AWESOME Resource Links for Social Skills: Emotions and Younger Students
Have you ever looked at the pile of materials you own and realize that you still don’t have exactly what your student needs? I know that I often did! This post has awesome resource links for social skills with young students.
Between differences in how they learn, what activities they enjoy, and how much practice is needed, I know that looking for resources can seem never-ending.
That is why I love to look for free help. And, of course, I want to share these resources with you!
Check out some FREE awesome resources!
I found a treasure trove of online ideas and activities for working on emotions and nonverbal language skills.
This post features some of the fun, free online games I’ve found for young kids.
But, don’t worry! If you work with older kids, there are some links for you, too. Just click here for some amazing free resources.
Resources for social skills
If you don’t make eye contact, learning to read nonverbal signals for emotions is going to much harder, if not impossible. So you can start here to help kids understand why it is important.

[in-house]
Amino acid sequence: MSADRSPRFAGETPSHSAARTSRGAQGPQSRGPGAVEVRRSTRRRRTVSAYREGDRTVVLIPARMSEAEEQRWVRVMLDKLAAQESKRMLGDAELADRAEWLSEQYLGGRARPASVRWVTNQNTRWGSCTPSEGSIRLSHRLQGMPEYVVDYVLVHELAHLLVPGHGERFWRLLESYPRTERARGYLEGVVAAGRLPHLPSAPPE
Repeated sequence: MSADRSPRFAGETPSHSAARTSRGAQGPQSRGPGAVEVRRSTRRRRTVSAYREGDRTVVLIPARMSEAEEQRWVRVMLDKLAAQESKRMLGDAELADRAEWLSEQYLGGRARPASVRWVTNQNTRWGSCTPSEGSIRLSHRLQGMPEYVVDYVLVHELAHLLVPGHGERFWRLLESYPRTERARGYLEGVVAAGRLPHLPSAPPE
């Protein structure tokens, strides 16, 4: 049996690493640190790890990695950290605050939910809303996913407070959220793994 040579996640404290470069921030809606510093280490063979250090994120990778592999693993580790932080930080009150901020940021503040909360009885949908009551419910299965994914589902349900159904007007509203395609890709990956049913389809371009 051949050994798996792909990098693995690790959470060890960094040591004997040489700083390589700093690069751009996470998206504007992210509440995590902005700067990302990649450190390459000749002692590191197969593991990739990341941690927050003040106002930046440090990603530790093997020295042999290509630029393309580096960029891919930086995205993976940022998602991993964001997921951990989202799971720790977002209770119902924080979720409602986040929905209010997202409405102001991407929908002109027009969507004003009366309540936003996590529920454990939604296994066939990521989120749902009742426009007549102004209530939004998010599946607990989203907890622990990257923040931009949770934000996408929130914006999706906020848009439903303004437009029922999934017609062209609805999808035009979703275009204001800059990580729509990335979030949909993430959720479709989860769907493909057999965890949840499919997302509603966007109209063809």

This basic game has been archived, but it still works! Kids can hover over the faces to see the facial expression change.
This game shows faces for basic emotions and has students find matching faces. Simple practice is given for young children to respond in different ways: matching, dragging and memory. The emotions are used in a story context about Robbie the Robot. Love the Aussie accent!
In this game, students find the photo of the face that matches the given emotion. Players can choose which person to use or mix up all three.
Match the emoticons to the emotions in this cute, basic game for young kids. Someone needs to be able to read the emotions to them, however.
Of course, I had to offer you a freebie of mine, too! It is great to have a quick and easy, no prep activity to review or end the session with.
You’ll need to set up a Boom account to play this, but it is free! Your students will love the facial expressions on the cute monster faces, and you can make it a therapy activity by discussing each page first:
- How does it feel?
- How did you figure that out?
- Did you ever have a time that you felt this way? What happened?
Did you enjoy these resources for social skills with your younger students? If you work with older students, don’t worry since I have some resources for you, too! Check out this post.